Riding has been a chore the last few outings. A few weeks ago I had felt as if the training had begun to kick in. I was riding stronger and faster. The last few times have been labors of love with the emphasis on labor.

I am not sure what happened. It has gotten somewhat hotter and much more humid. Some impact I am sure. I missed last weekend’s ride because the family was in DC. Still being on vacation I fit in an extra ride on Friday. Went OK given that I rode between noon and 3:30 and the temps were in the 90s. Also took a short ride on Saturday night with the wife for fun–it was.

Then got up to do it again Sunday morning. Why all the miles? I will be completing a Century ride for the first time. It is only 5 weeks away. I do not want to stop at 85 like last year because my legs died. That’s why I was determined today to push past my normal 50 miles today… and I did. But in the painful grind it out way that most likely I will be doing September 16.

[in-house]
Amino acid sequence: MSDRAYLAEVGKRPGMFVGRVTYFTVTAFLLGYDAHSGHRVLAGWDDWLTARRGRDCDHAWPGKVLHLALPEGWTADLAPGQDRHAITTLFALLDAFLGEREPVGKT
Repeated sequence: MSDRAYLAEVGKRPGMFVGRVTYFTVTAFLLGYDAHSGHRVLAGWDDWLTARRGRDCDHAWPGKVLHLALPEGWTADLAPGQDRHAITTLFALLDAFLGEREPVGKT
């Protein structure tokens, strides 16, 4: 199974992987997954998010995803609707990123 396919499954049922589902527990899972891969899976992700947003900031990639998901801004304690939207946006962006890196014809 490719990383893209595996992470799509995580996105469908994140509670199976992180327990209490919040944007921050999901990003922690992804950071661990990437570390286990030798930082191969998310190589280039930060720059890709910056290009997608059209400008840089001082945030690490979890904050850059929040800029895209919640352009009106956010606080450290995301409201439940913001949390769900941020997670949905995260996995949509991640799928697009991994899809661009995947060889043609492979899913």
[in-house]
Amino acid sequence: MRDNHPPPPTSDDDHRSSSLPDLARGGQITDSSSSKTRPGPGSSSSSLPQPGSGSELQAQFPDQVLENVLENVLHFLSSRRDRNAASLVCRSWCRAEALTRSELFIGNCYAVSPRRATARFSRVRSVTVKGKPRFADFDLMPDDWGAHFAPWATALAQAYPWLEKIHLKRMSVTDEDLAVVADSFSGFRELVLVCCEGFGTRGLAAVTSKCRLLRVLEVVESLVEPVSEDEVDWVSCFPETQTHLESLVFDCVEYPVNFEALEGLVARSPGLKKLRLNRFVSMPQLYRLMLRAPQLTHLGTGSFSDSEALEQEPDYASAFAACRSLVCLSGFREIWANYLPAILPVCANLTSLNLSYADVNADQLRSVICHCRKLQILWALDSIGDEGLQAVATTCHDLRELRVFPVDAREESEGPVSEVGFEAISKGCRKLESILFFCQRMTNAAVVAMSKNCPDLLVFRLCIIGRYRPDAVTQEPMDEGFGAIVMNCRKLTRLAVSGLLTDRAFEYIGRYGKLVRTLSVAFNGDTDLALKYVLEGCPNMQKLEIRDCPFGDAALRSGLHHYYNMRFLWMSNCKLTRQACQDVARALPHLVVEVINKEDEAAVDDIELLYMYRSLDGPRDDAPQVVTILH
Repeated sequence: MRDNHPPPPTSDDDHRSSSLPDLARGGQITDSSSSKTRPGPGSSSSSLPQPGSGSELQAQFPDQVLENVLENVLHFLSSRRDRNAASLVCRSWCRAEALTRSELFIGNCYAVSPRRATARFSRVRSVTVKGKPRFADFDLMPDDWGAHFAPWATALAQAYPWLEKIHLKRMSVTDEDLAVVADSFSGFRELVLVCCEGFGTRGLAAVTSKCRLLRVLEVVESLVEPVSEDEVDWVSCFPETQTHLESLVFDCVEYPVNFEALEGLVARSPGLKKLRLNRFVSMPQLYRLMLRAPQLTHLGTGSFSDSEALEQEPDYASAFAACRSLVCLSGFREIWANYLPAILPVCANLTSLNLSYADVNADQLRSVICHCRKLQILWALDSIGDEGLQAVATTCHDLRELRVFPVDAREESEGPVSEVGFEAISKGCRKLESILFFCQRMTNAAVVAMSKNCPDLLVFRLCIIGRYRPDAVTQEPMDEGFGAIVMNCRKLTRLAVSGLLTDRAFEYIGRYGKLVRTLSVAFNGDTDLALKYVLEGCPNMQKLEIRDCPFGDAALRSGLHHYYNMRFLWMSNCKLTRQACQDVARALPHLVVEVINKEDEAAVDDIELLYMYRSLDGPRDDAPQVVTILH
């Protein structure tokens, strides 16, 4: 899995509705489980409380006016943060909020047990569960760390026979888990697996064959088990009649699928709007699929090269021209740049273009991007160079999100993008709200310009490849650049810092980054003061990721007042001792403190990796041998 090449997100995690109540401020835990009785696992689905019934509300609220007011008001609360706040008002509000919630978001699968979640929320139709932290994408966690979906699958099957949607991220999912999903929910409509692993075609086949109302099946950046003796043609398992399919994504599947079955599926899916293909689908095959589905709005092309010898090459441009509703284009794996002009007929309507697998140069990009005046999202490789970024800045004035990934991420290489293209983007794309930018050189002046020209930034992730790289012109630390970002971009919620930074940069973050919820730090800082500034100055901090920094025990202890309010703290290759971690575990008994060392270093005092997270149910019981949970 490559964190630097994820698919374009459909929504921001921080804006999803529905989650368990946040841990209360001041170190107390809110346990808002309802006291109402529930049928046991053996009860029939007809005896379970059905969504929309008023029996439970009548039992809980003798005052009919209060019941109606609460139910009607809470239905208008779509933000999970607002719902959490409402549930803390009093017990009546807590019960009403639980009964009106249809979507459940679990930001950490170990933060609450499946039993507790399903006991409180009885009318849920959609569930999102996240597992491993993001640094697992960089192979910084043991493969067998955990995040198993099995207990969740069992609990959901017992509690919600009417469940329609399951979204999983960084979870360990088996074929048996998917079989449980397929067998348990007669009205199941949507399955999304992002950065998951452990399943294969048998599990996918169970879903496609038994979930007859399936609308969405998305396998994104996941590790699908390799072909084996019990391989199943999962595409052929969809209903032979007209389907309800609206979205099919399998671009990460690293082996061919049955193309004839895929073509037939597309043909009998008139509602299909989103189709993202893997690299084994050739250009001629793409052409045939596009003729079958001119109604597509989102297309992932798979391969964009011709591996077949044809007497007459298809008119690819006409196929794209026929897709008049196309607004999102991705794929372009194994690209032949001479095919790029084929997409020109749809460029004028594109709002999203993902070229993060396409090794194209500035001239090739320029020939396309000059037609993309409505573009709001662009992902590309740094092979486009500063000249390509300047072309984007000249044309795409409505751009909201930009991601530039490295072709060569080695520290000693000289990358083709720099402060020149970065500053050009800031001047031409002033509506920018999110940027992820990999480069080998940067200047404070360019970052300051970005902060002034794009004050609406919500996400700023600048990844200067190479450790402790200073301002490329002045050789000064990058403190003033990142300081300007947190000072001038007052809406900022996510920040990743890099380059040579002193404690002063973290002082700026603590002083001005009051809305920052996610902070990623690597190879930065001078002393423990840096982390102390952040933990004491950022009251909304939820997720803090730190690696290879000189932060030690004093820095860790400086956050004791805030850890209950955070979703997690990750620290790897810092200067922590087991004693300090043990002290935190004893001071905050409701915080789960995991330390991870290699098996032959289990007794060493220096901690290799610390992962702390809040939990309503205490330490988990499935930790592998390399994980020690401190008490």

I did not intend today to be a grinder, Wind, biking on the same path being used by several hundred people in some kind of organized run and the humidity slowed my average time by 1-1.5 mph. 

5 hours, nineteen minutes and thirty four seconds after I left the house I had ridden 65 miles. On a good but not great day this would have taken about 45 minutes less. I took the self-imposed challenge as a test of my will. I passed this one. One more in 5 weeks.

In total I biked 128 miles from Friday noon through Sunday at 1:20, just over 48 hours. Now all I need to do is shorten the timeframe to 9 or 10 hours and I am golden.